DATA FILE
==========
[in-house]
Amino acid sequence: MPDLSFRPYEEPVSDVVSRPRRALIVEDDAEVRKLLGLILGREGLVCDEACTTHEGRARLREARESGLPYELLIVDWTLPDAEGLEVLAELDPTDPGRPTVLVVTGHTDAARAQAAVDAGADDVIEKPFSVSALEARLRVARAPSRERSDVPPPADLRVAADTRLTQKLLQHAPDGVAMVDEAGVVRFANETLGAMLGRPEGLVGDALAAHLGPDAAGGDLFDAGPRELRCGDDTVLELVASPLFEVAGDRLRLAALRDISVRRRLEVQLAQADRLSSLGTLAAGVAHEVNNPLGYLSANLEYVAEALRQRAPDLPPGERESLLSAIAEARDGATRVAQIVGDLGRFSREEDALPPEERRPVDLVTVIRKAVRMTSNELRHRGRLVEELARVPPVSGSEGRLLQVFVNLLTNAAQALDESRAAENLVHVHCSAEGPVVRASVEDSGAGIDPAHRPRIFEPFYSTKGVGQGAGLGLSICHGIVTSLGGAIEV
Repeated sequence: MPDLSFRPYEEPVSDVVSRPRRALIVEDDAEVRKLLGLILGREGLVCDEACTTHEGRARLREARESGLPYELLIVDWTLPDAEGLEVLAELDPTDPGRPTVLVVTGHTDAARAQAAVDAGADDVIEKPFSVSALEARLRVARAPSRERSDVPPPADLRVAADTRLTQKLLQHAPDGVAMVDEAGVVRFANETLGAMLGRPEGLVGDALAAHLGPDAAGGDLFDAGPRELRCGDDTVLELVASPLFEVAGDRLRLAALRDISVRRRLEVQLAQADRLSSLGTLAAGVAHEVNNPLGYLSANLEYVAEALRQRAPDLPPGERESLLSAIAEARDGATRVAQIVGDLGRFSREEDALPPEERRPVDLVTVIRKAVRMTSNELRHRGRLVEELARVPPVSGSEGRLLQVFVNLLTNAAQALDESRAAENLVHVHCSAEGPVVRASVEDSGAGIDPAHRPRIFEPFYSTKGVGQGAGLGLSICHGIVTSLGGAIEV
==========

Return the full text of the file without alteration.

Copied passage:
[in-house]
Amino acid sequence: MPDLSFRPYEEPVSDVVSRPRRALIVEDDAEVRKLLGLILGREGLVCDEACTTHEGRARLREARESGLPYELLIVDWTLPDAEGLEVLAELDPTDPGRPTVLVVTGHTDAARAQAAVDAGADDVIEKPFSVSALEARLRVARAPSRERSDVPPPADLRVAADTRLTQKLLQHAPDGVAMVDEAGVVRFANETLGAMLGRPEGLVGDALAAHLGPDAAGGDLFDAGPRELRCGDDTVLELVASPLFEVAGDRLRLAALRDISVRRRLEVQLAQADRLSSLGTLAAGVAHEVNNPLGYLSANLEYVAEALRQRAPDLPPGERESLLSAIAEARDGATRVAQIVGDLGRFSREEDALPPEERRPVDLVTVIRKAVRMTSNELRHRGRLVEELARVPPVSGSEGRLLQVFVNLLTNAAQALDESRAAENLVHVHCSAEGPVVRASVEDSGAGIDPAHRPRIFEPFYSTKGVGQGAGLGLSICHGIVTSLGGAIEV
Repeated sequence: MPDLSFRPYEEPVSDVVSRPRRALIVEDDAEVRKLLGLILGREGLVCDEACTTHEGRARLREARESGLPYELLIVDWTLPDAEGLEVLAELDPTDPGRPTVLVVTGHTDAARAQAAVDAGADDVIEKPFSVSALEARLRVARAPSRERSDVPPPADLRVAADTRLTQKLLQHAPDGVAMVDEAGVVRFANETLGAMLGRPEGLVGDALAAHLGPDAAGGDLFDAGPRELRCGDDTVLELVASPLFEVAGDRLRLAALRDISVRRRLEVQLAQADRLSSLGTLAAGVAHEVNNPLGYLSANLEYVAEALRQRAPDLPPGERESLLSAIAEARDGATRVAQIVGDLGRFSREEDALPPEERRPVDLVTVIRKAVRMTSNELRHRGRLVEELARVPPVSGSEGRLLQVFVNLLTNAAQALDESRAAENLVHVHCSAEGPVVRASVEDSGAGIDPAHRPRIFEPFYSTKGVGQGAGLGLSICHGIVTSLGGAIEV